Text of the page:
All of these ideas are as insubstantial as moonshine and phony as a seven dollar bill. The hypnotic state can never result in perpetual sleep for, even if the subject is not “brought back” by the hypnotist, the trance will eventually wear off by itself. As for committing criminal or silly acts, the potential hypnotic subject can rest easy. Under the hypnotic trance we control our actions by the same moral code that guides us during our everyday behavior. And any command or suggestion that contradicts this moral code will not be obeyed.
But the layman is not wholly to be blamed. Such fantastic misconceptions can be traced to the atmosphere of impenetrable mystery and blackest magic which has enshrouded the subject since the days of Anton Mesmer, the discoverer of hypnotism. The average man heard nothing about the many surgical operations performed with hypnosis used as an anaesthetic. Instead, he read novels like George Du Maurier’s “Trilby,” in whose highly-colored pages the long-haired, glittering-eyed Svengali exercised his awful powers. He did not know that long before the First World War Jean Charcot, famous French neurologist, was curing cases of nervous hysteria by hypnotism. But he did read with fascination and amused skepticism of the tremendous potency conferred upon the magical wavings of hands by comic-strip artists with overheated imaginations.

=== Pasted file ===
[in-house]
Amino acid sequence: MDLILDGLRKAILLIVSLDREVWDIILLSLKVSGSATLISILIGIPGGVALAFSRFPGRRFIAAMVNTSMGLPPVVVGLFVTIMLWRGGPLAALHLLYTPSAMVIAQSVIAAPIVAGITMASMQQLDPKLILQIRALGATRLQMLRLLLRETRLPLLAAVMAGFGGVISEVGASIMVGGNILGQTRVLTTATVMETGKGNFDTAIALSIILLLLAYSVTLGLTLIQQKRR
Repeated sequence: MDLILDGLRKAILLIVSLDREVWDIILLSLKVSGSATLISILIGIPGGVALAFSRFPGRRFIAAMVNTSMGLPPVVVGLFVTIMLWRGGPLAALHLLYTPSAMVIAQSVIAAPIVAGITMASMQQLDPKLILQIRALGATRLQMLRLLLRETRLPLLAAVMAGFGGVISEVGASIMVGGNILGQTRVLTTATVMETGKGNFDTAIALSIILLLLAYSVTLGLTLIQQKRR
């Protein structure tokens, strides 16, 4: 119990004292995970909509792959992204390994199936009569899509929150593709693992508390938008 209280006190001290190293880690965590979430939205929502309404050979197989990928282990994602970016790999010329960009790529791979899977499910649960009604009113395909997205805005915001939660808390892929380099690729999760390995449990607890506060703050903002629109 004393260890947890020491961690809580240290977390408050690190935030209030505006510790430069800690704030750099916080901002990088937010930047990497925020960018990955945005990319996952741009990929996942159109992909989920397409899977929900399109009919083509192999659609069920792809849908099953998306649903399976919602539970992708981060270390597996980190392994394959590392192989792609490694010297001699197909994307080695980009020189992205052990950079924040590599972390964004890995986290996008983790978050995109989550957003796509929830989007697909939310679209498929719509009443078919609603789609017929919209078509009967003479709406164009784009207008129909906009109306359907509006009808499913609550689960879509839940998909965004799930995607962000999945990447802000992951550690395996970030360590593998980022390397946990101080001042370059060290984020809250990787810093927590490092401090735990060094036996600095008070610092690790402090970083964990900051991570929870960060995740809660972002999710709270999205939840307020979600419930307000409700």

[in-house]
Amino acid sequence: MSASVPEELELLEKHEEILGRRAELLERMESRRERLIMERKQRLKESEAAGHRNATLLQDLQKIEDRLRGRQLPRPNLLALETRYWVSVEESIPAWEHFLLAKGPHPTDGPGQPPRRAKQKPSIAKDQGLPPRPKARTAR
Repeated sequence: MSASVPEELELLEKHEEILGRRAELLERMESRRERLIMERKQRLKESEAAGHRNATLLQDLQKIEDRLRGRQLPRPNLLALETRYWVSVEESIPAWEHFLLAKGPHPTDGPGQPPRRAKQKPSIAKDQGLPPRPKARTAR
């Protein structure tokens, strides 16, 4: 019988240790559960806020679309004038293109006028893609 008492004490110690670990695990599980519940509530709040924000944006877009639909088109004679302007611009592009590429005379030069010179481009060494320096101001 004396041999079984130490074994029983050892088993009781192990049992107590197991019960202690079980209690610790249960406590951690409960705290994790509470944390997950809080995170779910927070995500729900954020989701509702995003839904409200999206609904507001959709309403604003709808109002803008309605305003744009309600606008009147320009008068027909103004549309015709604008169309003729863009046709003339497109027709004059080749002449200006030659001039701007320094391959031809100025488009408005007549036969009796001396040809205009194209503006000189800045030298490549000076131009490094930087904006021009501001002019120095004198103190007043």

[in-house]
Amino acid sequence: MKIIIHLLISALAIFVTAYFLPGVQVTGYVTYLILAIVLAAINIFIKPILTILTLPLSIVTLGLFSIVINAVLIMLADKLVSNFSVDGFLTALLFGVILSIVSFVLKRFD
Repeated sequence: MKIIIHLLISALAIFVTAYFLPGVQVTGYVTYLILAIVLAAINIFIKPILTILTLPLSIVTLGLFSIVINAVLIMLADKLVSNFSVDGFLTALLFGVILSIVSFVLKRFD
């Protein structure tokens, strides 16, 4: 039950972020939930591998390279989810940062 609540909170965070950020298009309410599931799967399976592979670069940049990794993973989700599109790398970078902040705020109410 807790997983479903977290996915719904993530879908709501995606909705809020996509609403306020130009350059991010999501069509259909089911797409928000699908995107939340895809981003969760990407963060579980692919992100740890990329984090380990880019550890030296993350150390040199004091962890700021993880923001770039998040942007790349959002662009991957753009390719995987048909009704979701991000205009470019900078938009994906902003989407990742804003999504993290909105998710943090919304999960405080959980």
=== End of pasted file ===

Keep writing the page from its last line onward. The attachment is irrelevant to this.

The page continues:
Once the misconceptions of the layman have been cleared away, the most puzzling scientific question still remains unanswered: What actually happens to the hypnotic subject before and during the hypnotic state?
It’s easy enough to describe the procedure of the hypnotist, which hasn’t varied a great deal since the discovery of the art. Everyone knows how the hypnotist puts the subject in a dimly lighted room, seats him in a comfortable chair, tells him to look fixedly at one object, and then repeats over and over again in a steady monotonous voice the suggestion that he go to sleep. But more difficult to understand is the mysterious and truly remarkable transformation that takes place in the hypnotic subject, from the beginning of the hypnotic seance, when he falls into a light sleep, until the fully developed hypnotic state, when he seems to once again assume his normal personality.